2. Industrial nitrogen fixation In the Haber-Bosch process, nitrogen (N2) is converted together with hydrogen gas (H2) into ammonia (NH3) fertiliser. This is an artificial process.
  3. Lightning In the atmosphere, lightning and photons are important in the reaction between nitrogen (N2) and oxygen (O2) to form nitric oxide (NO) and then nitrates.

Note: Interesting Fact :

It is interesting to note that by cultivating legumes, using the Haber-Bosch process to manufacture chemical fertilisers and increasing pollution from vehicles and industry, humans have more than doubled the amount of nitrogen that would normally be changed from nitrogen gas into a biologically useful form. This has serious environmental consequences.

Nitrification

Nitrification involves two biological oxidation reactions: firstly, the oxidation of ammonia with oxygen to form nitrite (NO2--) and secondly the oxidation of these nitrites into nitrates.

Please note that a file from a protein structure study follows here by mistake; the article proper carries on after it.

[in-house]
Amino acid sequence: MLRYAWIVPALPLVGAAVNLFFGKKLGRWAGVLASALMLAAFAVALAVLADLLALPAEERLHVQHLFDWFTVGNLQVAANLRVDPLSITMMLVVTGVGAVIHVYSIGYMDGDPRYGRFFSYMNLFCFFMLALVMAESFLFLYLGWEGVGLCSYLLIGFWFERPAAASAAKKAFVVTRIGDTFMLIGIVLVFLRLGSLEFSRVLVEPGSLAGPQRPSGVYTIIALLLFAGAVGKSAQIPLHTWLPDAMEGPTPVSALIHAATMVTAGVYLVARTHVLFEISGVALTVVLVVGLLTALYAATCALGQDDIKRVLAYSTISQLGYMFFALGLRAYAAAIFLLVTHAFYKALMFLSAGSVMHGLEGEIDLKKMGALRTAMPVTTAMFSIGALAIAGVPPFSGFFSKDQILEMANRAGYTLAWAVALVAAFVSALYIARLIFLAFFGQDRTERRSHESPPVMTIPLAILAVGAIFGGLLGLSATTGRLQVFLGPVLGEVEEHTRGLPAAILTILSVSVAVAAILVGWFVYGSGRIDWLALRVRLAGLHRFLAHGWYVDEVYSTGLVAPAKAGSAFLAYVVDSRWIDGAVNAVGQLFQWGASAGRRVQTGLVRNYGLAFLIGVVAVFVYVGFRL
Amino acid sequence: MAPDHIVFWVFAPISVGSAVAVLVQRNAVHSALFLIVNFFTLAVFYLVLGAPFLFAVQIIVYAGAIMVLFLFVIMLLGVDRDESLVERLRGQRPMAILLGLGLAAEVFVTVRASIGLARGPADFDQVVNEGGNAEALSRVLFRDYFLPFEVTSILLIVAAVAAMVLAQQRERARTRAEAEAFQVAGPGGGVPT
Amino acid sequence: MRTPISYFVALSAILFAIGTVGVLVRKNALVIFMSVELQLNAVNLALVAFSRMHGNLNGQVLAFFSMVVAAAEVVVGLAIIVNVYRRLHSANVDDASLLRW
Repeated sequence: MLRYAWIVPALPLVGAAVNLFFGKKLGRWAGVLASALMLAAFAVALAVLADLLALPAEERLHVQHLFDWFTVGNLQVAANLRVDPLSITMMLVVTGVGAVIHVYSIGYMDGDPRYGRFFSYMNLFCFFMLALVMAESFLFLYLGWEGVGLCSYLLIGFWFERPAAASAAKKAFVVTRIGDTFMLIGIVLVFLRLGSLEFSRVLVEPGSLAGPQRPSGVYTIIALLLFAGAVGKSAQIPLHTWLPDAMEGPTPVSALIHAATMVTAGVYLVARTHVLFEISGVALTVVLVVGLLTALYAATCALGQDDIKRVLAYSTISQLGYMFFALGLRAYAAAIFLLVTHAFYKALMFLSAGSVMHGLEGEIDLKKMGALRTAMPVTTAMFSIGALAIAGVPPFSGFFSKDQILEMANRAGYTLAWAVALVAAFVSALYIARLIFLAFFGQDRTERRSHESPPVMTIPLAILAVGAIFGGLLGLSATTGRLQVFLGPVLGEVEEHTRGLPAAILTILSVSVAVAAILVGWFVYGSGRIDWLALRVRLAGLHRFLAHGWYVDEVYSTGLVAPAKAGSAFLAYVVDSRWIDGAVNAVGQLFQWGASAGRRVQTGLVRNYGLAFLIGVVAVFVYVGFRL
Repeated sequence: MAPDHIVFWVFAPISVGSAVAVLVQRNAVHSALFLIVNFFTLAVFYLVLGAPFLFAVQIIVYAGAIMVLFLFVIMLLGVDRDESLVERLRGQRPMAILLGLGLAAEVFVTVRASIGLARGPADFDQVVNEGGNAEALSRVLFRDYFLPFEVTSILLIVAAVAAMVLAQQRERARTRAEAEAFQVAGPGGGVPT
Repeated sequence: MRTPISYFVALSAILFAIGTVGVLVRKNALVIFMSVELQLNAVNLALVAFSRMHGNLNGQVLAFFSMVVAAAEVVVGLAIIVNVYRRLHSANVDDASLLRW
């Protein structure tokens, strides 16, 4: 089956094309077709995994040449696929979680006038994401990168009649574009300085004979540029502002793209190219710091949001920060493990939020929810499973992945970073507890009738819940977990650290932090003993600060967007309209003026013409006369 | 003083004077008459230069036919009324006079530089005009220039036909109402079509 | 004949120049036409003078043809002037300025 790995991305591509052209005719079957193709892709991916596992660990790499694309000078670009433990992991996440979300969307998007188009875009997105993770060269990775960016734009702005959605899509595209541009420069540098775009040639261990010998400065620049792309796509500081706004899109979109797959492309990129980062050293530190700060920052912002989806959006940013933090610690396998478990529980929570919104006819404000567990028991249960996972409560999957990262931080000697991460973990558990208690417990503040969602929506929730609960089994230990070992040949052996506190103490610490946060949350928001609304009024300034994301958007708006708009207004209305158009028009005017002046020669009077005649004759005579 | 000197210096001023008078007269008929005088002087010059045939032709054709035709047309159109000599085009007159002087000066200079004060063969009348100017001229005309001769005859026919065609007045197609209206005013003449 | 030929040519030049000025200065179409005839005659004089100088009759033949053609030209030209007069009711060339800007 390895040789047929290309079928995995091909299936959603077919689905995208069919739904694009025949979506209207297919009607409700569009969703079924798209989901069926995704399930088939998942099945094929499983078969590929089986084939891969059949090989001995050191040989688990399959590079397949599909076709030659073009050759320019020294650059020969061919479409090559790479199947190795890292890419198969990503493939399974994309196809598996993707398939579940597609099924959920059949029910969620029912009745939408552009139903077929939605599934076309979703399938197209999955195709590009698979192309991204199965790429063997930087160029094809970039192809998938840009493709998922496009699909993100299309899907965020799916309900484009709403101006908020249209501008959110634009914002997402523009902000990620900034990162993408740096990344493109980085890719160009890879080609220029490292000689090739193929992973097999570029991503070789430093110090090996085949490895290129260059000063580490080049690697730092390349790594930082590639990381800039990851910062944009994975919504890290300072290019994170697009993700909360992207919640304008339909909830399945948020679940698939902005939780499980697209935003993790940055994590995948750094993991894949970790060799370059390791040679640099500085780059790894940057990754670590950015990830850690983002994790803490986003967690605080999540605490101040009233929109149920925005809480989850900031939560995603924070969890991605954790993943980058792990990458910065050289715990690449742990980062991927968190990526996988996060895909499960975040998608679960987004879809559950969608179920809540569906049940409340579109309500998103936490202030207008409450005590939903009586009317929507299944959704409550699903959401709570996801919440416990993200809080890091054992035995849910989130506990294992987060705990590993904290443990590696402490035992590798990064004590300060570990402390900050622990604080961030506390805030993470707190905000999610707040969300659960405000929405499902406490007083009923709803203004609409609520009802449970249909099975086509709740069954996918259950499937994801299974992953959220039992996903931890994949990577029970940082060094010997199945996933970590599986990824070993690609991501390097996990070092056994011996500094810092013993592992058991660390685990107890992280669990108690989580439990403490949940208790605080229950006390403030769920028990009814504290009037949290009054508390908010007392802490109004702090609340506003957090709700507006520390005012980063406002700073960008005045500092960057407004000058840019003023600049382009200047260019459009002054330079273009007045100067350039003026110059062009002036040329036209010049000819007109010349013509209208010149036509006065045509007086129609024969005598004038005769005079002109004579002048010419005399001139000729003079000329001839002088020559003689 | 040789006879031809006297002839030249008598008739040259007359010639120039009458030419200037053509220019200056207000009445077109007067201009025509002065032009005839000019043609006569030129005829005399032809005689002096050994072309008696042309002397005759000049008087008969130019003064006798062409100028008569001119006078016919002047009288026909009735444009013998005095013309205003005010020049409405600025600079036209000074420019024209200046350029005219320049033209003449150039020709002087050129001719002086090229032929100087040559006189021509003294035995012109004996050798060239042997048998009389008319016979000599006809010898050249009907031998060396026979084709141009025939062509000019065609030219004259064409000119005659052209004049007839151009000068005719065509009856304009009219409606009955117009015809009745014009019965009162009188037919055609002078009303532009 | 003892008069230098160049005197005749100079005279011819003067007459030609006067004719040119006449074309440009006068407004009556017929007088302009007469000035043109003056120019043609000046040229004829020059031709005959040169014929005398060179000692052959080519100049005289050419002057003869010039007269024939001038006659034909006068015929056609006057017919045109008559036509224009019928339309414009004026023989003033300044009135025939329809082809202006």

1. NH3 + O2 NO2-- + 3H+ + 2e-- (production of nitrites)
  2. NO2-- + H2O NO3-- + 2H+ + 2e--(production of nitrates)

Nitrification is an important step in the nitrogen cycle in soil because it converts the ammonia (from the nitrogen fixing part of the cycle) into nitrates, which are easily absorbed by the roots of plants. This absorption of nitrates by plants is called assimilation. Once the nitrates have been assimilated by the plants, they become part of the plants' proteins. These plant proteins are then available to be eaten by animals. In other words, animals (including humans) obtain their own nitrogen by feeding on plants. Nitrification is performed by bacteria in the soil, called nitrifying bacteria.

Case Study : Nitrates in drinking water

Read the information below and then carry out your own research to help you answer the questions that follow.